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AU - Kou, Yu Ru

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N2 - Anandamide (AEA), an arachidonic acid derivative produced during inflammatory conditions, is an endogenous agonist of both transient receptor potential vanilloid 1 (TRPV1) receptors and cannabinoid CB1 receptors. Sensitization of capsaicin-sensitive lung vagal afferent (CSLVA) fibers by chemical mediators is important in the pathogenesis of hyperreactive airway diseases. We investigated the effect of the intravenous infusion of AEA (2 mg·kg-1·ml-1, 0.5 ml/min for 2 min) on the sensitivity of CSLVA fibers to chemical and mechanical stimulation in anesthetized rats. In artificially ventilated rats, AEA infusion only mildly elevated the baseline activity of CSLVA fibers. However, CSLVA fiber responses to right atrial injection of capsaicin, AEA, or adenosine and to lung inflation (tracheal pressure = 30 cmH2O) were all markedly potentiated during AEA infusion, which reverted 20 min after termination of the infusion. The potentiating effect on the sensitivity of CSLVA fibers to adenosine injection or lung inflation was completely blocked by pretreatment with capsazepine (a TRPV1 receptor antagonist) but was unaffected by pretreatment with AM281 (a CB1 receptor antagonist). In spontaneously breathing rats, right atrial injection of adenosine evoked an apneic response that is presumably mediated through CSLVA fibers. Similarly, the adenosine-evoked apneic response was potentiated during AEA infusion, and this potentiating effect was also completely prevented by pretreatment with capsazepine. These results suggest that AEA infusion at the dose tested produces a mild activation of TRPV1 receptors and this nonspecifically increases CSLVA fiber sensitivity to chemical and mechanical stimulation.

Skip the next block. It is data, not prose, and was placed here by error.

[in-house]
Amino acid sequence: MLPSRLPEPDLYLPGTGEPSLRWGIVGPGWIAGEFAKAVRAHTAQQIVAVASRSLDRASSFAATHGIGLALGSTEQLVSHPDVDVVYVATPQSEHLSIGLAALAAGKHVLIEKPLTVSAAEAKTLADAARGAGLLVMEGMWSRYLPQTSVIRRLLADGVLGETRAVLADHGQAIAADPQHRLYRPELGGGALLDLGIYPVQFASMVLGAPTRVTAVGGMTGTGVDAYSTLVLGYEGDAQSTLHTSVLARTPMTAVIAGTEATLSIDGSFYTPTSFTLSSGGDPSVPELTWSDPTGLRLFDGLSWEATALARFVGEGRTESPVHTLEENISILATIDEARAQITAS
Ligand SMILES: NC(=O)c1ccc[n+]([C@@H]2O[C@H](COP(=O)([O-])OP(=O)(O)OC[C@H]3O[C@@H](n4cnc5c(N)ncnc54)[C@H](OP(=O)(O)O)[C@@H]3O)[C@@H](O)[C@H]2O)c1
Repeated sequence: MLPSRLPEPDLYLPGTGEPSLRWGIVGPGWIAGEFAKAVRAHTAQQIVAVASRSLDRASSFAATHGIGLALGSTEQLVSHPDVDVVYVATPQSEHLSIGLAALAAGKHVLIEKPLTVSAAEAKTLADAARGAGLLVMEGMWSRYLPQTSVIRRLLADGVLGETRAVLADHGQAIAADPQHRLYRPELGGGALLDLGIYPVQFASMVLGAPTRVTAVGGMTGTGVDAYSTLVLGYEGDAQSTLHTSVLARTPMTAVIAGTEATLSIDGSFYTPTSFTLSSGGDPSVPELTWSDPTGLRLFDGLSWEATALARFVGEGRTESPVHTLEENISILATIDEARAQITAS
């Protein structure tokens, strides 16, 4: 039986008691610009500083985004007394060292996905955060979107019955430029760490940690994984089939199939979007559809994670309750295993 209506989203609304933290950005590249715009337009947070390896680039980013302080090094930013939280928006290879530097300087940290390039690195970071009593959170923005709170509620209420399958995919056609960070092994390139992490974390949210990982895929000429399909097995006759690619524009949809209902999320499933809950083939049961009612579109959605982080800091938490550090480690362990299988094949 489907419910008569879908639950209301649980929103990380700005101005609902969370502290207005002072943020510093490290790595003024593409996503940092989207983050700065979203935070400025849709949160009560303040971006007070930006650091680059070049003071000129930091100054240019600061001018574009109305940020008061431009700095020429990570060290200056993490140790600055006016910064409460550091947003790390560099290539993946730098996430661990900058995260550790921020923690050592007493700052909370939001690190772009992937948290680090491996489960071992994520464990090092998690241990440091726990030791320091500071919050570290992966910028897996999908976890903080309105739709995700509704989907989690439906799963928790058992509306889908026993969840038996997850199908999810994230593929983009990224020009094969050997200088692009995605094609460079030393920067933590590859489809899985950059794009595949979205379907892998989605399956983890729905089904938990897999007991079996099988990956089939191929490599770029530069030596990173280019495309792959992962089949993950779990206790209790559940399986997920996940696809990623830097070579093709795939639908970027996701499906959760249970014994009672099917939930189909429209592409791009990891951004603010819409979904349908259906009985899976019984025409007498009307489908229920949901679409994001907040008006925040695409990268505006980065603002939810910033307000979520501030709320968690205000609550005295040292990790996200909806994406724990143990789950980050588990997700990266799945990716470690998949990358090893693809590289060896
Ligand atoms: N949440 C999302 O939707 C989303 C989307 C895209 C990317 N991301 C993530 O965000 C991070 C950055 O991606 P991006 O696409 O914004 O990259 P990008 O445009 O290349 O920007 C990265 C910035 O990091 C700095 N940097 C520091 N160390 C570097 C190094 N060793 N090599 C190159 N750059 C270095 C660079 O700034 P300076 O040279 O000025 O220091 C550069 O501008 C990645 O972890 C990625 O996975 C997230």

AB - Anandamide (AEA), an arachidonic acid derivative produced during inflammatory conditions, is an endogenous agonist of both transient receptor potential vanilloid 1 (TRPV1) receptors and cannabinoid CB1 receptors. Sensitization of capsaicin-sensitive lung vagal afferent (CSLVA) fibers by chemical mediators is important in the pathogenesis of hyperreactive airway diseases. We investigated the effect of the intravenous infusion of AEA (2 mg·kg-1·ml-1, 0.5 ml/min for 2 min) on the sensitivity of CSLVA fibers to chemical and mechanical stimulation in anesthetized rats. In artificially ventilated rats, AEA infusion only mildly elevated the baseline activity of CSLVA fibers. However, CSLVA fiber responses to right atrial injection of capsaicin, AEA, or adenosine and to lung inflation (tracheal pressure = 30 cmH2O) were all markedly potentiated during AEA infusion, which reverted 20 min after termination of the infusion. The potentiating effect on the sensitivity of CSLVA fibers to adenosine injection or lung inflation was completely blocked by pretreatment with capsazepine (a TRPV1 receptor antagonist) but was unaffected by pretreatment with AM281 (a CB1 receptor antagonist). In spontaneously breathing rats, right atrial injection of adenosine evoked an apneic response that is presumably mediated through CSLVA fibers. Similarly, the adenosine-evoked apneic response was potentiated during AEA infusion, and this potentiating effect was also completely prevented by pretreatment with capsazepine. These results suggest that AEA infusion at the dose tested produces a mild activation of TRPV1 receptors and this nonspecifically increases CSLVA fiber sensitivity to chemical and mechanical stimulation.